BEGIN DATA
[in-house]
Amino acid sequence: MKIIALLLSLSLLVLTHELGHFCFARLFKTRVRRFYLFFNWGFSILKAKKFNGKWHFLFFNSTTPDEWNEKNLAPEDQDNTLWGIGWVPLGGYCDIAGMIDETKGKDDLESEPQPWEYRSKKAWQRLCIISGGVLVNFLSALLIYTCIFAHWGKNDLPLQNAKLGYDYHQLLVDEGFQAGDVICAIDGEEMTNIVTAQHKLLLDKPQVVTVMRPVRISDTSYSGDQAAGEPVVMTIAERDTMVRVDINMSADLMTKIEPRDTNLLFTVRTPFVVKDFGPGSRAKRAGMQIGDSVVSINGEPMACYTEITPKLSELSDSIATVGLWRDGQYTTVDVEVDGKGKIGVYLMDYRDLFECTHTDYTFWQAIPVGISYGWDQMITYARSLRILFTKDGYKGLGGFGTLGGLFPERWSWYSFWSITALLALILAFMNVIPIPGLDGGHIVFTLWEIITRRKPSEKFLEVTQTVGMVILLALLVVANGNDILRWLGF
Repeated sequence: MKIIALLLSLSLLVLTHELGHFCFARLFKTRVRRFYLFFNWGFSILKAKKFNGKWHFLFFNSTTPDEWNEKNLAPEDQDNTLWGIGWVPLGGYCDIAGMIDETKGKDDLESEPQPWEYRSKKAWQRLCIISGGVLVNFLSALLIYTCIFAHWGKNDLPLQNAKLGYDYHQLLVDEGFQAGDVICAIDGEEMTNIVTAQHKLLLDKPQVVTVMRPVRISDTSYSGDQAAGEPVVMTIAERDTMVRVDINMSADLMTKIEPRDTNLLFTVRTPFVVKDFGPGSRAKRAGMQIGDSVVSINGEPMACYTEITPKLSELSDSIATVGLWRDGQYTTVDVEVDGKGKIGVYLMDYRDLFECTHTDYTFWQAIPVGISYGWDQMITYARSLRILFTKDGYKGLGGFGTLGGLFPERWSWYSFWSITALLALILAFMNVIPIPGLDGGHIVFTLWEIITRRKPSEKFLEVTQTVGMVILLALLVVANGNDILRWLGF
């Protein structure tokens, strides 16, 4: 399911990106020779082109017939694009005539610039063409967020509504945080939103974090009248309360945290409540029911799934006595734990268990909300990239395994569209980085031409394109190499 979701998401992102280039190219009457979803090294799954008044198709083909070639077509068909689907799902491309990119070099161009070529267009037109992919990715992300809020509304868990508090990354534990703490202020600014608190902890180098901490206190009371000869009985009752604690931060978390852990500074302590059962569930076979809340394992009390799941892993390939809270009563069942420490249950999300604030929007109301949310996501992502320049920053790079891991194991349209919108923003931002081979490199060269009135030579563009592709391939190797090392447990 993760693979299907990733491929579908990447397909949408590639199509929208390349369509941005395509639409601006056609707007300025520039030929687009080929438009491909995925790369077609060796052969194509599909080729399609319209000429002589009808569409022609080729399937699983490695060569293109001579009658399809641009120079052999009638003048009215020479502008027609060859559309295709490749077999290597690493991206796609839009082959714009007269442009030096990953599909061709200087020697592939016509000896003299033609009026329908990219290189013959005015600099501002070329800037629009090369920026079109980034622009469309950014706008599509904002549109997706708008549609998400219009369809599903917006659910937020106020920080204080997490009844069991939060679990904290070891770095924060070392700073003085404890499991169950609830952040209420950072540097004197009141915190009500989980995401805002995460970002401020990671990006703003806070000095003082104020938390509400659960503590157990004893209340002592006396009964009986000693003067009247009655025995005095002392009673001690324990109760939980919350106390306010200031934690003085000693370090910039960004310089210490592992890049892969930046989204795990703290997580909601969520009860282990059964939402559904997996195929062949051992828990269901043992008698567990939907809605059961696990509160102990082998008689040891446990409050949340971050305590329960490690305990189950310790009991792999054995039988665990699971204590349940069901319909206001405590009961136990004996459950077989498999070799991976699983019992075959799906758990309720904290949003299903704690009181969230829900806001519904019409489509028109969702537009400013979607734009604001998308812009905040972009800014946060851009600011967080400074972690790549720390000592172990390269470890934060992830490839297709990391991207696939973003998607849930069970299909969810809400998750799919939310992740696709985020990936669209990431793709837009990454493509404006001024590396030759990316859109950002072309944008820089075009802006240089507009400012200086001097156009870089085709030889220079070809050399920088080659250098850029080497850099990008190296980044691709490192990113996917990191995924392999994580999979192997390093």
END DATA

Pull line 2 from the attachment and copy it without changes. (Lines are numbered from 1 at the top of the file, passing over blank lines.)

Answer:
Amino acid sequence: MKIIALLLSLSLLVLTHELGHFCFARLFKTRVRRFYLFFNWGFSILKAKKFNGKWHFLFFNSTTPDEWNEKNLAPEDQDNTLWGIGWVPLGGYCDIAGMIDETKGKDDLESEPQPWEYRSKKAWQRLCIISGGVLVNFLSALLIYTCIFAHWGKNDLPLQNAKLGYDYHQLLVDEGFQAGDVICAIDGEEMTNIVTAQHKLLLDKPQVVTVMRPVRISDTSYSGDQAAGEPVVMTIAERDTMVRVDINMSADLMTKIEPRDTNLLFTVRTPFVVKDFGPGSRAKRAGMQIGDSVVSINGEPMACYTEITPKLSELSDSIATVGLWRDGQYTTVDVEVDGKGKIGVYLMDYRDLFECTHTDYTFWQAIPVGISYGWDQMITYARSLRILFTKDGYKGLGGFGTLGGLFPERWSWYSFWSITALLALILAFMNVIPIPGLDGGHIVFTLWEIITRRKPSEKFLEVTQTVGMVILLALLVVANGNDILRWLGF